With love the Class of 2017

The+Class+of+2017+will+soon+leave+its+legacy+behind+at+Sacred+Heart+and+assume+new+responsibilities+as+college+students.%0ACourtesy+of+cshgreenwich.org

The Class of 2017 will soon leave its legacy behind at Sacred Heart and assume new responsibilities as college students. Courtesy of cshgreenwich.org

As graduating high school seniors, our parents, teachers, and friends often give us the opportunity to reminisce on the Class of 2017’s “good ole high school days.” I could call upon the time when we spent an exciting three days at Camp Jewel for our bonding trip freshman year, when varsity soccer beat Greenwich Academy in the championship sophomore year, the time we spent in the chapel during our Kairos retreat junior year, or when we sat around a campfire at night and sang “Rivers and Roads” on our retreat senior year. However, I never intend to reminisce. Rather, I intend to reflect upon the moments and the stories that created this class’ legacy.
What is a legacy? An easy third grade vocabulary word all of a sudden becomes difficult for a graduating high school senior to define.
This is typically the time where a “farewell” editorial or speech decides to quote the Merriam-Webster dictionary. However, I’m going to quote someone a bit wiser: my seventh grade brother. When I asked him what a legacy is while writing this editorial, he sat blankly for a few seconds staring at the XBox screen before responding meekly, “A legacy is what you make it.” So, what has the Class of 2017 made our legacy?

The Class of 2017 will soon leave its legacy behind at Sacred Heart and assume new responsibilities as college students.
Courtesy of cshgreenwich.org

For the past four years, we’ve created a spark. This spark is visible in all aspects of our high school careers. Personally, I see it when I notice seniors talking with freshmen during FOCUS lunches. I see it when club heads make an announcement at Morning Meeting that there will be a civvies day tomorrow for their organization. I see it when team captains give up their lunch period to make paper plate awards for their team. I see it when a senior in Madrigals isn’t afraid to sing louder than everyone else so the girls in her section will know the notes and sing, too.
This spark manifests itself in every individual in the Upper School community. We’re a class that gives more than we take. I’m confident that most would agree that every underclassmen or faculty member has been personally touched by at least one person in this graduating class.
On stage, the bond between the seniors and the underclassmen is undeniable. On the field, court, or track, seniors motivate their teammates until the end, even when they’re out of breath themselves. In the classroom, the laughs and smiles the seniors elicit from their teachers has likewise put a smile on our faces. The spark we have created has lit the way for next year’s seniors, the Class of 2018, to engender their own identity as a grade and leave their own legacy.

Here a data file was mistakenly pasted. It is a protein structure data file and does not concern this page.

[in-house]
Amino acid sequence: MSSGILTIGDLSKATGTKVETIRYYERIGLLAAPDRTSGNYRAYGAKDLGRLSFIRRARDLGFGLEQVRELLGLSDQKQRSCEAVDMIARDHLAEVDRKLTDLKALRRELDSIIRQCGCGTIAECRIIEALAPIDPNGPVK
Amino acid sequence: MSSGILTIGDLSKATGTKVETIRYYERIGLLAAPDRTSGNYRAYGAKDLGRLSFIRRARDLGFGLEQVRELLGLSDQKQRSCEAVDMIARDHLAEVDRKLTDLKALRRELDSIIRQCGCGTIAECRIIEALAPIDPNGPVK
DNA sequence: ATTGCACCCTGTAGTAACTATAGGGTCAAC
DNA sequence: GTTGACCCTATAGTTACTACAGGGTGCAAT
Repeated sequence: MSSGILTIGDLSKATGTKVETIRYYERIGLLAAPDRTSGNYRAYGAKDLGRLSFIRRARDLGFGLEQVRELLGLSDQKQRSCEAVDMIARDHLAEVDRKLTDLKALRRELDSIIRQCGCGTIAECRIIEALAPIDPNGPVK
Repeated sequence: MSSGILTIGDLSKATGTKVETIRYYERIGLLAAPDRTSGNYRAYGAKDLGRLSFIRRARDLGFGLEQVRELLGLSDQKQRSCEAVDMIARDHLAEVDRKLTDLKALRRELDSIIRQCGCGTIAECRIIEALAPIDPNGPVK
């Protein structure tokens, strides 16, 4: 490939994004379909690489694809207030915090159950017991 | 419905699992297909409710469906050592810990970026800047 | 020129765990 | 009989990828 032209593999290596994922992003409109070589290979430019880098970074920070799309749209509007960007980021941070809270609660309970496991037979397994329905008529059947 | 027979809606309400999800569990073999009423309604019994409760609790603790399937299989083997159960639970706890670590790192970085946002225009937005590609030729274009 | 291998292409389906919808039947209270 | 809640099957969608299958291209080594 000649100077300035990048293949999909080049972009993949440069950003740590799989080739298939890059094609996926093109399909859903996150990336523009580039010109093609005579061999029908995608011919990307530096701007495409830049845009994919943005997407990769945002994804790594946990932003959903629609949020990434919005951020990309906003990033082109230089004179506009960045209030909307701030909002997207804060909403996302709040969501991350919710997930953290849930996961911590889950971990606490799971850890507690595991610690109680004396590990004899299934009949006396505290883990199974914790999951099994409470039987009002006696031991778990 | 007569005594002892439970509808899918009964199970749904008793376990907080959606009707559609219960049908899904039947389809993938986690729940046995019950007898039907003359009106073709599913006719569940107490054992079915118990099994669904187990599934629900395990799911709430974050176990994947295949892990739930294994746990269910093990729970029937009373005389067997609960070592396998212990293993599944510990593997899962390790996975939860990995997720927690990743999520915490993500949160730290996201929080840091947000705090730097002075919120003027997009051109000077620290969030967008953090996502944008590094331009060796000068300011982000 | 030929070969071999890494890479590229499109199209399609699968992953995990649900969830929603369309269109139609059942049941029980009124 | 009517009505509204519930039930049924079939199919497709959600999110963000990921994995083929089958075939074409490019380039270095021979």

In these ways, we have ventured into “unaccustomed Earth,” as the Class of 2017’s favorite writer Nathaniel Hawthorne once said. Through these risks, we have stepped out of our comfort zones and developed a growth mindset, according to the wise words of Upper School English Teacher Mrs. Linda Vasu.
Like Hawthorne’s Hester Prynne and Sophocles’ Antigone, we are bold. We are daring. We desire greatness in and out of the classroom. We motivate ourselves and each other, and this collaborative nature is what I cherish most about this class. We lifted each other up and helped each other to see the positive in the midst of college decision season.
The Class of 2017 will not be remembered by the amount of likes on our Instagram posts or our favorite filters on Snapchat. Rather, we will be known as the grade who was able to put the number 17 into the word “sisters.” Some may believe this is a coincidence—I think it’s fate.
We will be known as the grade who saw a sister in each one of her classmates and who didn’t make the freshmen carry equipment after every practice and game. We will leave these hallowed halls knowing that we are the class that has a bond this school has never seen before.
We are the grade whose class gift enhances a Sacred Heart education for those who cannot afford it. Our gift will provide support for the purchase of textbooks for Sacred Heart students on financial aid. This spirit of selflessness and giving is a quality that exudes from my classmates everyday.
My sisters and I make up a class that will be remembered for our constant commitment to academic excellence and success. We are the 74 girls who developed friendships and families out of teammates, peerlings, castmates, lab partners, and advisories.
The legacy we have chosen to leave is one of enormous magnitude. This legacy has been carved out of years of dedication, selflessness, empowerment, pride, gratitude, and love.
When it is time for me and my classmates to move on to our next great adventure in just a few short days, the sparks we have made will not fizzle out. When we are handed our diplomas next Friday, we will be set aflame. We will bring this fire with us on our college adventures and remember what started the fire in the first place: our high school teachers, classes, mentors, friends, and community. Sparks are momentary, but until they are blown out, flames will last forever.
-Morgan Johnson, Co-Editor-in-Chief